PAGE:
Concert tickets reach new price heights
Future. Concert ticket prices are soaring thanks to a variety of factors, but mostly because the music industry wants to capture sky-high sales on reselling platforms like StubHub and Vivid Seats. But as prices soar on those sites, the music industry may find itself in a vicious cycle of upping prices… eventually out-pricing younger fans that are at the heart of hyping culture.
It’s not just you — concert tickets are going through the roof.
- Last year, ticket prices increased 14% in North America and 11% worldwide compared to 2019, per Live Nation.
- Why the price increase? A little to account for inflation, a little to cover upgrades in production quality, and a whole lot to keep pace with the secondary market (more on that in a sec).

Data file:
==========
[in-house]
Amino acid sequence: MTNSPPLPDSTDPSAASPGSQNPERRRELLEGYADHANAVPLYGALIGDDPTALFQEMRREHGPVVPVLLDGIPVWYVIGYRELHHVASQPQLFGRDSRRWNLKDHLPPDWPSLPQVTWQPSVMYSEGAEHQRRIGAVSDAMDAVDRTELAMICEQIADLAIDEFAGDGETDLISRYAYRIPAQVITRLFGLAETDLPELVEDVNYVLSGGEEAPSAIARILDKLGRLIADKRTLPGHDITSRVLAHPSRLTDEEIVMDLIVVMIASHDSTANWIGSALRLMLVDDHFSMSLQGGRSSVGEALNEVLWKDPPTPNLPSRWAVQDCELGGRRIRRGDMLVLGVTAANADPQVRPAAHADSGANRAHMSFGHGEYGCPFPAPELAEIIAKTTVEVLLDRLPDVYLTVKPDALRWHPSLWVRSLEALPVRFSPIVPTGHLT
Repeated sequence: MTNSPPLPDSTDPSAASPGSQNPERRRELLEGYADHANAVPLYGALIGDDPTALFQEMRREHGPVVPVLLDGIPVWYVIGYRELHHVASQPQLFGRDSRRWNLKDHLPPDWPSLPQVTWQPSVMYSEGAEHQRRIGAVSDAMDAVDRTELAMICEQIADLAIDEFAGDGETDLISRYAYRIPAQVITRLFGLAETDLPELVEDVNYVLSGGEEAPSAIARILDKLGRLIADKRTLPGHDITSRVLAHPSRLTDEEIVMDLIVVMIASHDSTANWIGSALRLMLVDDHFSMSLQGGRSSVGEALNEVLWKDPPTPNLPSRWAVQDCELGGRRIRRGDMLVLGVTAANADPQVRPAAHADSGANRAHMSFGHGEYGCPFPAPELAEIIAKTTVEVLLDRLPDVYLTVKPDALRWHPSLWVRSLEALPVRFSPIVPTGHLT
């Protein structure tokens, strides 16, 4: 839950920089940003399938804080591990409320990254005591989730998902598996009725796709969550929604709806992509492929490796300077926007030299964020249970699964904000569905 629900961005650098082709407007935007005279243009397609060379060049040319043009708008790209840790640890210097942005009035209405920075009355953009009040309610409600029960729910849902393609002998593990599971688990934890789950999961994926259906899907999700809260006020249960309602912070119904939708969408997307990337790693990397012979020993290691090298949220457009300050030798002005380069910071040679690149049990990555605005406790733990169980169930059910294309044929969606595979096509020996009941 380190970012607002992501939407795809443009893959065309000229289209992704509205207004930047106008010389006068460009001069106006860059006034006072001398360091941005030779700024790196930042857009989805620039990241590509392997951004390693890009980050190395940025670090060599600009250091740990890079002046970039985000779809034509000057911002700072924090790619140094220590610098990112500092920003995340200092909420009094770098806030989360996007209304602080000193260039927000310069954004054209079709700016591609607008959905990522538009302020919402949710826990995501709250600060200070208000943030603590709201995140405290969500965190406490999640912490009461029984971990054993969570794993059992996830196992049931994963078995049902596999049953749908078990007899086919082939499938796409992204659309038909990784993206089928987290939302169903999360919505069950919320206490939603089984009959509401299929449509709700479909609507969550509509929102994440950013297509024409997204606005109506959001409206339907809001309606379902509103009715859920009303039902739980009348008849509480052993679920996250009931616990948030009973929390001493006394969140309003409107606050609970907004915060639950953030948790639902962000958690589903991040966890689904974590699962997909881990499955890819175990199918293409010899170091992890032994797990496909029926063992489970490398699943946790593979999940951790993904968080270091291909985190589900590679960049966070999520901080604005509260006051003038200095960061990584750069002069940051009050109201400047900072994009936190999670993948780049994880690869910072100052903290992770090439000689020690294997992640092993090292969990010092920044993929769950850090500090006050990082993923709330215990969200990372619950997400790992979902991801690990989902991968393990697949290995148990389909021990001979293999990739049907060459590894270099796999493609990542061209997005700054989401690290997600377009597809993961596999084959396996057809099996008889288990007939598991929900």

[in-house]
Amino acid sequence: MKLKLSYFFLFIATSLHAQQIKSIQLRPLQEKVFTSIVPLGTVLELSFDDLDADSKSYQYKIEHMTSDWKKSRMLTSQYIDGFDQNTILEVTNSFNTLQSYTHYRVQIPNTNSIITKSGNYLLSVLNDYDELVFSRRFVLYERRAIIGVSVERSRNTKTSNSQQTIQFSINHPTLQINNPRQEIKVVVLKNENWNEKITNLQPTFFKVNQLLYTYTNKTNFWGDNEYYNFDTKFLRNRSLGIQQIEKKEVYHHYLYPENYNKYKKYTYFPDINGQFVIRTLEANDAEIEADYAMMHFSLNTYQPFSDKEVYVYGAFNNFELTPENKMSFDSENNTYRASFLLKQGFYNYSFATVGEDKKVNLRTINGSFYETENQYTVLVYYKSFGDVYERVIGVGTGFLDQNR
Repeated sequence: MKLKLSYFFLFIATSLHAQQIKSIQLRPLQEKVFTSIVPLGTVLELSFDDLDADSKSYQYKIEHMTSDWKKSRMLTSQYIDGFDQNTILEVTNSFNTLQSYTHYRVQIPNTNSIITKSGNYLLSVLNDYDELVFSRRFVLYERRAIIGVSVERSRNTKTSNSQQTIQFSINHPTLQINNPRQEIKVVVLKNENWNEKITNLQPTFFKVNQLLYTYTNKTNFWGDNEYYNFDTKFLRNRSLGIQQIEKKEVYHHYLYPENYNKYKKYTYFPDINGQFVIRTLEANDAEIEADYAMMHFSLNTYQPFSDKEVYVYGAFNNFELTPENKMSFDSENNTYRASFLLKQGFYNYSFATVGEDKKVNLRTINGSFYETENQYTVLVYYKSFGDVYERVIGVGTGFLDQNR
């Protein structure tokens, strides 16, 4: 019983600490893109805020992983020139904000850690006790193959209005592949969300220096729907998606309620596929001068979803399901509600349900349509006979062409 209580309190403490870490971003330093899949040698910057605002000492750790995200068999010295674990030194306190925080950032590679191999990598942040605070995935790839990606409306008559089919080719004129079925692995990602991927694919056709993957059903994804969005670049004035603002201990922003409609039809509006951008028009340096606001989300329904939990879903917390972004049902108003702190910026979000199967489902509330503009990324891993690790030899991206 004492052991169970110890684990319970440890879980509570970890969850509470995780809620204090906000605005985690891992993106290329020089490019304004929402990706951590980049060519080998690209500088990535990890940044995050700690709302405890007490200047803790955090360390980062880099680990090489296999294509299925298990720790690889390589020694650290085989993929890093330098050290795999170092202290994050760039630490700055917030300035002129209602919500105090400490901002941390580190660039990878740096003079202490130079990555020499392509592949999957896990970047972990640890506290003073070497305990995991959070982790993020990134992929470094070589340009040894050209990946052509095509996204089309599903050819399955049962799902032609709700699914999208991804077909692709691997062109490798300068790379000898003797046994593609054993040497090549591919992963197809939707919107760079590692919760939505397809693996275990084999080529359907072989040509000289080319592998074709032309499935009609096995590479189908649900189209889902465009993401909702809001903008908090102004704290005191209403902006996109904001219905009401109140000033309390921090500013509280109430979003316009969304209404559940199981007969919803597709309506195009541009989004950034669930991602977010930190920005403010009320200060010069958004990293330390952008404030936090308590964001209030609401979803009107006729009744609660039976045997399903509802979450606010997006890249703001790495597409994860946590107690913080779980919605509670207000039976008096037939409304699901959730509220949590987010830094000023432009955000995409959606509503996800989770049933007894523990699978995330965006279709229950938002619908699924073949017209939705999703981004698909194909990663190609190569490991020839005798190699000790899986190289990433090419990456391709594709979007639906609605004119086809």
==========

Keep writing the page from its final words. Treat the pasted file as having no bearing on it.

- Ticket sellers are also charging more (and making more) by offering VIP frills (sound checks, Q&As, etc.), and dynamically pricing seats based on demand.
- Still, those prices aren’t slowing people down. Concert ticket sales were up 45% in the first two months of the year in comparison to the same time in 2019.
- And merch and food and beverage sales have gone up 10%.
To give an example of the price surges, a Tame Impala ticket will run you $74.10 compared with $52.23 pre-pandemic, while Billie Eilish hits the wallet at $118.89 this year, up from an average of $70.50.
Back to secondary market shenanigans: Jay Moss, senior vice president, and agent at Wasserman Music, says ticket providers are also aggressively raising prices to be more in line with how much scalpers are selling them for on the secondary market. “If a fan is willing to spend $400 on StubHub and the tour is selling those tickets for $100, there’s a pretty big gap there […] You don’t have to start charging $400, but there’s a lot of room in between those numbers.”
That’s terrifying news for anyone on a budget and who relies on hitting that “enter queue” button on Ticketmaster like they’re in a Wild West duel. It’s already hard enough that ticket prices have increased 55% over the decade prior to the start of the pandemic, even while the average revenue generated per show has more than doubled.